There is also the prospect of private corporations or individuals using geoengineering technology to combat climate change on their own. But, as Dan Bodansky, a professor of law, ethics and sustainability at Arizona State University, pointed out Monday, 'It wouldn't be a single act; it would be a continuous activity over time, which, I assume, would be possible to detect and respond to,' making it difficult for geoengineering measures to be taken without the knowledge of governments.

Still, many questions would remain, Bodansky says, including who has jurisdiction and what governments or entities should respond.

The other fear is political: if geoengineering options become readily available, would the incentive to significantly reduce emissions still exist?

But Blackstone says that incentive works two ways. It is conceivable, he says, that by 2015 geoengineering options could be used as a negotiation tactic in global climate summits like last year's in Copenhagen and this year's in Cancún.

Island states or other countries that face an existential threat from rising seas, for instance, could band together and 'build a little red button and go to the negotiations and say, 'Are you guys going to mitigate? Well, I have a red button to inject sulphur aerosols [into the atmosphere, expected to reflect solar radiation]. Are you guys going to mitigate now?'' says Blackstone.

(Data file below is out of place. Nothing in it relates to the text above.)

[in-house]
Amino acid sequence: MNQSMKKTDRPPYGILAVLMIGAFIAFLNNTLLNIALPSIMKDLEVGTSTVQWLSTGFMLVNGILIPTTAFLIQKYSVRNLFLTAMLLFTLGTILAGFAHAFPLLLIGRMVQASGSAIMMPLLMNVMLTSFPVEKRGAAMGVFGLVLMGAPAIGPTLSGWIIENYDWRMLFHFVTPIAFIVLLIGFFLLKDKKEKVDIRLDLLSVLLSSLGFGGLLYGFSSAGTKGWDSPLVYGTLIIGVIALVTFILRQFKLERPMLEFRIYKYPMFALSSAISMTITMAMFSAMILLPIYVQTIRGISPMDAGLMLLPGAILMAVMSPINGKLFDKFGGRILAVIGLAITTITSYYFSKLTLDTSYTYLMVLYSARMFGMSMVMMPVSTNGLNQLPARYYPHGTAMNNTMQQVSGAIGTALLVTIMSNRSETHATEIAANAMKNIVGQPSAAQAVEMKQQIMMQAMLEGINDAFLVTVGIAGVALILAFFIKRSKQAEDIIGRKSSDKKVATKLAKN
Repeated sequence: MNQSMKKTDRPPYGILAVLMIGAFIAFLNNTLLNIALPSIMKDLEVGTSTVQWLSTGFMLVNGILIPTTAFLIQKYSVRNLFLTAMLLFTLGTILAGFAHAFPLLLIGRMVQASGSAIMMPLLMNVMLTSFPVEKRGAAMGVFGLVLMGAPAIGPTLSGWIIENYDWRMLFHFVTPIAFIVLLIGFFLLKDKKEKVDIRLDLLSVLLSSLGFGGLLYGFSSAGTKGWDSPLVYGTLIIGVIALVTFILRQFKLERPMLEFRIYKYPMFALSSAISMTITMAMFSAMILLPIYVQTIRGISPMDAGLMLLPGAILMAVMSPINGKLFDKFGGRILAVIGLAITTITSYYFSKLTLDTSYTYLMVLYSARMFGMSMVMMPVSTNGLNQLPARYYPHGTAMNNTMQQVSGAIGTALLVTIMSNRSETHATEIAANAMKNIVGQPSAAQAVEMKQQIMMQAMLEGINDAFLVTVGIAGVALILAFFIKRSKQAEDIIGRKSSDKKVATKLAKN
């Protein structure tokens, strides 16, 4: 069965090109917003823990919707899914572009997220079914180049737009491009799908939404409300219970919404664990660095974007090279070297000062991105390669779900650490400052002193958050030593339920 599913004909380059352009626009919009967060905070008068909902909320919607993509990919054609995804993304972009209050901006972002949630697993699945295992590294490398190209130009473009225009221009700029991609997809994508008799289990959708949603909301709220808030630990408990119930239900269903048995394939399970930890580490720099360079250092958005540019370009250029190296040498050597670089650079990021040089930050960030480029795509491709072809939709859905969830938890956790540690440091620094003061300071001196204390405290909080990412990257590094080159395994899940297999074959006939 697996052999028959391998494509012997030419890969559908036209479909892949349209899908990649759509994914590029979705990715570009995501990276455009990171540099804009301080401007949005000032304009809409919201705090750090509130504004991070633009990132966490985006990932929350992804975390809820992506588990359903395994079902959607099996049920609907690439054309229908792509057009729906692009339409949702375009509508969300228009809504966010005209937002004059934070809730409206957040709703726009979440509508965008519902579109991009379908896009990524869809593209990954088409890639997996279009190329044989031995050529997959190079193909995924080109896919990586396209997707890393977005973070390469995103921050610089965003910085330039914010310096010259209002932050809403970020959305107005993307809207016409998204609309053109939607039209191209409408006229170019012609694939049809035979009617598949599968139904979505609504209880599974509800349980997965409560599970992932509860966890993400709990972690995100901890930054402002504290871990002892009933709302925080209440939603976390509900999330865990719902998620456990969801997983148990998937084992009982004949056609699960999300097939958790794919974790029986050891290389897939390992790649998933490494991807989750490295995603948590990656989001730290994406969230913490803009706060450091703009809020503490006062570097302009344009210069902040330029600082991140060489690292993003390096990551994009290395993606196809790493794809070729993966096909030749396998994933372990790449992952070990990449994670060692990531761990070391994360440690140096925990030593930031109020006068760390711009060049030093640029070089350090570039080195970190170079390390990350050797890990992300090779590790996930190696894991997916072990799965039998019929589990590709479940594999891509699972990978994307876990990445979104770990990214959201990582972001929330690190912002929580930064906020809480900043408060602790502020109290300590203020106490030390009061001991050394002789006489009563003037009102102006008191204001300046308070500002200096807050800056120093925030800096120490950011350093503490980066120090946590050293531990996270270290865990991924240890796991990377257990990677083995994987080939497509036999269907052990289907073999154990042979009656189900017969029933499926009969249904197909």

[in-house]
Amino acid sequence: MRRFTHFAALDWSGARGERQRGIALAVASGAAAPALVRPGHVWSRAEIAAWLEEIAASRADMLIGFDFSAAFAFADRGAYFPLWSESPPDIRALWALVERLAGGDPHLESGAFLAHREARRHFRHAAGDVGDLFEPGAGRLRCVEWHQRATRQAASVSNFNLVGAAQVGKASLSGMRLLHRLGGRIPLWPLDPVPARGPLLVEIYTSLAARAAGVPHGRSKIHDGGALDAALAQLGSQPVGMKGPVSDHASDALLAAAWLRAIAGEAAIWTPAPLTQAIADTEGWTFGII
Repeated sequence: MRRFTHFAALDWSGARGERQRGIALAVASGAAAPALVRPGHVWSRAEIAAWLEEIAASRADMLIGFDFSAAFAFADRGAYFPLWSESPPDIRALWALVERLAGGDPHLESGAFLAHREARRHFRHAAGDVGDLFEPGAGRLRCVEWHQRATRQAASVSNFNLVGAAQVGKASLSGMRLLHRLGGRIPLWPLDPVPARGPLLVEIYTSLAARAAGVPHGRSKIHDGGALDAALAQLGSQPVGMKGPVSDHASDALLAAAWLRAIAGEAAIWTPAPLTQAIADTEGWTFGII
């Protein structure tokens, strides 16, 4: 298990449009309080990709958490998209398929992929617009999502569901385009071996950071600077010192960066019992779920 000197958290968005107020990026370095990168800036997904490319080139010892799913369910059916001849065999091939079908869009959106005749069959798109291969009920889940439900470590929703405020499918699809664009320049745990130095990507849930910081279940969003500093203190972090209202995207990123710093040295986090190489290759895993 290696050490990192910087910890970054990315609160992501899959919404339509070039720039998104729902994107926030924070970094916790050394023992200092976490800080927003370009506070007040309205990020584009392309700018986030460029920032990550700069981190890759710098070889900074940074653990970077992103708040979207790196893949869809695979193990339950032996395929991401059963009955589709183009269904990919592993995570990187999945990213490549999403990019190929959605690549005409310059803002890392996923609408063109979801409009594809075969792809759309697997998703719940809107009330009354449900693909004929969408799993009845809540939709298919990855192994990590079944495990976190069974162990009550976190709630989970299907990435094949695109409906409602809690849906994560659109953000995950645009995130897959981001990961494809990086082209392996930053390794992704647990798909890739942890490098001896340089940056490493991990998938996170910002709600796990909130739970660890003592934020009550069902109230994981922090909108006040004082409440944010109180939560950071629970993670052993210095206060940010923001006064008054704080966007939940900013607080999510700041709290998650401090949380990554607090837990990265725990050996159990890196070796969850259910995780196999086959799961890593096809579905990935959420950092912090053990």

For now, Keith and other geoengineering researchers are just hoping there will be further research into both the technologies and the contentious questions it raises.

They admit their planet-scale measures have large risks, but also know that the time may come when the risk of climate change-induced emergencies outweighs the risks that geoengineering may bring - and hope they have answered enough of the questions about the technologies that it is known whether it has a role to play in staving off the worst of climate change's effects.

© Inter Press Service (2010) — All Rights ReservedOriginal source: Inter Press Service